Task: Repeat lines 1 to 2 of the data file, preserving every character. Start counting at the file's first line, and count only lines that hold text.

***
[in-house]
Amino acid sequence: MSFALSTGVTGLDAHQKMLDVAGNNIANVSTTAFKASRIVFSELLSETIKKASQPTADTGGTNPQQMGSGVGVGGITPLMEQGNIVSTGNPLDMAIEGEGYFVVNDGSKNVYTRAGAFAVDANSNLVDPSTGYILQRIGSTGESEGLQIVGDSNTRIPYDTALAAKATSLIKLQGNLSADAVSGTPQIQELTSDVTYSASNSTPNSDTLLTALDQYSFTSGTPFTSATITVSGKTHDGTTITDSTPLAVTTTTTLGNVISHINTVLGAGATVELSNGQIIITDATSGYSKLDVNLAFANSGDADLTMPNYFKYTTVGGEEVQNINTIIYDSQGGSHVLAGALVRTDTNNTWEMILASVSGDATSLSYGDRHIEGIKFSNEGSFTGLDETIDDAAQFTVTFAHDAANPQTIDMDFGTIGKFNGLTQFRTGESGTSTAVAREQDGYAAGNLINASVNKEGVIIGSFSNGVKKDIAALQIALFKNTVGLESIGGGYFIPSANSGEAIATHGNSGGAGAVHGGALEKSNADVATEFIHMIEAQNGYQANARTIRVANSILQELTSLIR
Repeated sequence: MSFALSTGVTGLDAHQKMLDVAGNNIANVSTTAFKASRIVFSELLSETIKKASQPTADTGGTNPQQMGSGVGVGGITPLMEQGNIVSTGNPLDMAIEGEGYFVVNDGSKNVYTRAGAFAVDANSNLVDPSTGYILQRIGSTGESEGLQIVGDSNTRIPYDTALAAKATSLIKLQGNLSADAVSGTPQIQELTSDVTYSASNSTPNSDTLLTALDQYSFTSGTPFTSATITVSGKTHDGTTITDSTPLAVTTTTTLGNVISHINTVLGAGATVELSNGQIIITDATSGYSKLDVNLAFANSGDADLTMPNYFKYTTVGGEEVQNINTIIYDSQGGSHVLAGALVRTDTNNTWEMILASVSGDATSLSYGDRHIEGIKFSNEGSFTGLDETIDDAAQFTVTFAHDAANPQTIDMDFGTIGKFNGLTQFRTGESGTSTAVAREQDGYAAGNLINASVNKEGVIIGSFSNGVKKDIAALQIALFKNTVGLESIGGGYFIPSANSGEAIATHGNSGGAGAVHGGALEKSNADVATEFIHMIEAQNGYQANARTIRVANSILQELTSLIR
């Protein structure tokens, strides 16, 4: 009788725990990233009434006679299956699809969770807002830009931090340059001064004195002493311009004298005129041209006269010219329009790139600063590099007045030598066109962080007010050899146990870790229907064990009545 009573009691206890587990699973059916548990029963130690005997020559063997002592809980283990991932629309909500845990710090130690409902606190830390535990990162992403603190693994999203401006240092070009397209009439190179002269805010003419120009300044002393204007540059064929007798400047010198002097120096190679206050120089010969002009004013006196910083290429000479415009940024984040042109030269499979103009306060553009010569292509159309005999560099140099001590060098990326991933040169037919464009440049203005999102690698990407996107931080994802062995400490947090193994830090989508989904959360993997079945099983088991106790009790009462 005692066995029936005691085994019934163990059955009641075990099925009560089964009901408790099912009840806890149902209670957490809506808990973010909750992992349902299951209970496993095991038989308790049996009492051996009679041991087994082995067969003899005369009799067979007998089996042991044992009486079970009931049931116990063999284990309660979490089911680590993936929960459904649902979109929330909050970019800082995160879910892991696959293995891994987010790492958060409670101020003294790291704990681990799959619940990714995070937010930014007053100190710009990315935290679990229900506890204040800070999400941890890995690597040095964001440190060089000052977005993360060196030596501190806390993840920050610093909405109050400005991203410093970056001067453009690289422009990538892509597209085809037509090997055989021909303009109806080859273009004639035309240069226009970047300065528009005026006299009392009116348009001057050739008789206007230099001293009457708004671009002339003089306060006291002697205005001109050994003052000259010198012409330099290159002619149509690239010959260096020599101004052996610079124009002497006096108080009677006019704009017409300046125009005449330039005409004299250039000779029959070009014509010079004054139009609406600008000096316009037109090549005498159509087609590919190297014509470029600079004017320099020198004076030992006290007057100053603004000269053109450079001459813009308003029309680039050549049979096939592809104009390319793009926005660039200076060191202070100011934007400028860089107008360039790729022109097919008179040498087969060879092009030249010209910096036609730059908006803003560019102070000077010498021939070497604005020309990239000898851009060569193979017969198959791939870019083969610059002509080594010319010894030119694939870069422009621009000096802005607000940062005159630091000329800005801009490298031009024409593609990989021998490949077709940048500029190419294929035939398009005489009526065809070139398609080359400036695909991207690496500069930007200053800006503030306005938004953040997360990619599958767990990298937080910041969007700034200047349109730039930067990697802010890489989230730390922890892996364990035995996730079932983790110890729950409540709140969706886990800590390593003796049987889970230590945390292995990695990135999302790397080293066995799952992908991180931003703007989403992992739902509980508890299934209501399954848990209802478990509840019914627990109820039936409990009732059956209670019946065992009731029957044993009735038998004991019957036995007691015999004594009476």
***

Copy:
[in-house]
Amino acid sequence: MSFALSTGVTGLDAHQKMLDVAGNNIANVSTTAFKASRIVFSELLSETIKKASQPTADTGGTNPQQMGSGVGVGGITPLMEQGNIVSTGNPLDMAIEGEGYFVVNDGSKNVYTRAGAFAVDANSNLVDPSTGYILQRIGSTGESEGLQIVGDSNTRIPYDTALAAKATSLIKLQGNLSADAVSGTPQIQELTSDVTYSASNSTPNSDTLLTALDQYSFTSGTPFTSATITVSGKTHDGTTITDSTPLAVTTTTTLGNVISHINTVLGAGATVELSNGQIIITDATSGYSKLDVNLAFANSGDADLTMPNYFKYTTVGGEEVQNINTIIYDSQGGSHVLAGALVRTDTNNTWEMILASVSGDATSLSYGDRHIEGIKFSNEGSFTGLDETIDDAAQFTVTFAHDAANPQTIDMDFGTIGKFNGLTQFRTGESGTSTAVAREQDGYAAGNLINASVNKEGVIIGSFSNGVKKDIAALQIALFKNTVGLESIGGGYFIPSANSGEAIATHGNSGGAGAVHGGALEKSNADVATEFIHMIEAQNGYQANARTIRVANSILQELTSLIR